They stood before the cascading waters and spray of the majestic waterfall. The world was theirs, full of beauty and promise. Hand-in-hand they gazed into their future.
Beautiful – Plunging
Uncontrolled by man’s power
Calming – Turbulence
She stood before the cascading waters and spray of the majestic waterfall. Her world like the waters themselves, careening. Widowed, she walked away alone.
This week Colleen has challenged us to write a poem in the haibun form. A haibun, she explains follows this format:
- Begin the haibun with a title. The title should hint at something barely noticeable in the beginning which comes together by the ending.
- Your haibun prose can be written in present or past tense including, first person (I), third person (he/she), or first-person plural (we).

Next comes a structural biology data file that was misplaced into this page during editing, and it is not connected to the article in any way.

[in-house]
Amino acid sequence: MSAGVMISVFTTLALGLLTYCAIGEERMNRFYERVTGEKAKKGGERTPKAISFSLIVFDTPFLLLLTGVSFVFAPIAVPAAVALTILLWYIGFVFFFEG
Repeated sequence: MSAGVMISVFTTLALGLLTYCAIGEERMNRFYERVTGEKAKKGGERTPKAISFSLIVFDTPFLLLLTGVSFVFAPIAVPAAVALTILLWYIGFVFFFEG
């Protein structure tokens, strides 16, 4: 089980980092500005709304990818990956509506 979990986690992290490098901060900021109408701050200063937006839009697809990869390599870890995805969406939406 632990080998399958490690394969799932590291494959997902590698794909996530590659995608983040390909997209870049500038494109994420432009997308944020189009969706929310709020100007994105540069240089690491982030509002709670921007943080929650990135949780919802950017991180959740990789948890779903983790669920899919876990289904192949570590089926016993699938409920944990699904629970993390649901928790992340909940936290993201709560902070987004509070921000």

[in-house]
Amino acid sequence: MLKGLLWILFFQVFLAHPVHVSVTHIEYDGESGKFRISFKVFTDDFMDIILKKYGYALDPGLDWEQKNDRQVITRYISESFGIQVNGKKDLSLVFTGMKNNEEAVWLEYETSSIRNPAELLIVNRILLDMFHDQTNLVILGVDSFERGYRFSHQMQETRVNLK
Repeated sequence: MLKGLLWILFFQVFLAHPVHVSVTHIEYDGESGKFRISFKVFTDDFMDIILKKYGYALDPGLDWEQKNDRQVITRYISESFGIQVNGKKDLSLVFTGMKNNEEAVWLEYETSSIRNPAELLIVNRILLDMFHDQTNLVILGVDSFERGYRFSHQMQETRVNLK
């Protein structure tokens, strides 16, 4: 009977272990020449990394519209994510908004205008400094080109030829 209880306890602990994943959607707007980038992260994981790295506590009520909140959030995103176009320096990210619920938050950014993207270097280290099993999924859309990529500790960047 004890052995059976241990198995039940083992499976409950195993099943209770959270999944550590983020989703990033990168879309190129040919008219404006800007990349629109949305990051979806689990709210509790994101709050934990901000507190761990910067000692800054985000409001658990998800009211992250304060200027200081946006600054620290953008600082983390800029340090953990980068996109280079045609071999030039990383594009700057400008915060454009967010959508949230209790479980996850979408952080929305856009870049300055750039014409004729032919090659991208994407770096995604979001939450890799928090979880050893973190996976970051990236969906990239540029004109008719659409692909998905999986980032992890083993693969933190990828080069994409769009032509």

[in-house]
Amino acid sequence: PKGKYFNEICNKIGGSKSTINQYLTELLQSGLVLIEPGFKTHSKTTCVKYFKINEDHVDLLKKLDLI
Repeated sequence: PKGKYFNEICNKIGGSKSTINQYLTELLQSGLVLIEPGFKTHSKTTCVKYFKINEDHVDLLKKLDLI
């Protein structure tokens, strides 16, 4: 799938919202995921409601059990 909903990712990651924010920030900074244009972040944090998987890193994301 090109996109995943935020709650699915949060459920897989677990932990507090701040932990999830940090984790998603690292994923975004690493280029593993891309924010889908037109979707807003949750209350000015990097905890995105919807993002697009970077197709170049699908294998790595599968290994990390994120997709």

- Subject matter: autobiographical prose, travel journal, a slice of life, memory, dream, character sketch, place, event, or object. Focus on one or two elements.
- Keep your prose simple, all excessive words should be pared down or deleted. Nothing should be overstated.
- The length can be brief with one or two sentences with a haiku, or longer prose with a haiku sandwiched between, to longer memoir works including many haiku.
- There are different Haibun styles: Idyll: (One prose paragraph and one haiku) haiku/prose, or prose/haiku; Verse Envelope: haiku/prose/haiku; Prose Envelope: prose/haiku/prose, including alternating prose and verse elements of your choice.
I have chosen to write in the prose envelope form.
In the challenge, Colleen asked that we try to incorporate Frank J. Tassone’s photo (below). I had first thought to write using it and having it as the scene of a “fall,” but that seemed too dark when I delved into it. I then took the licence of making the scene “a little bit further along the cliff at a waterfall,” and setting the narrative on two separate dates spaced years apart.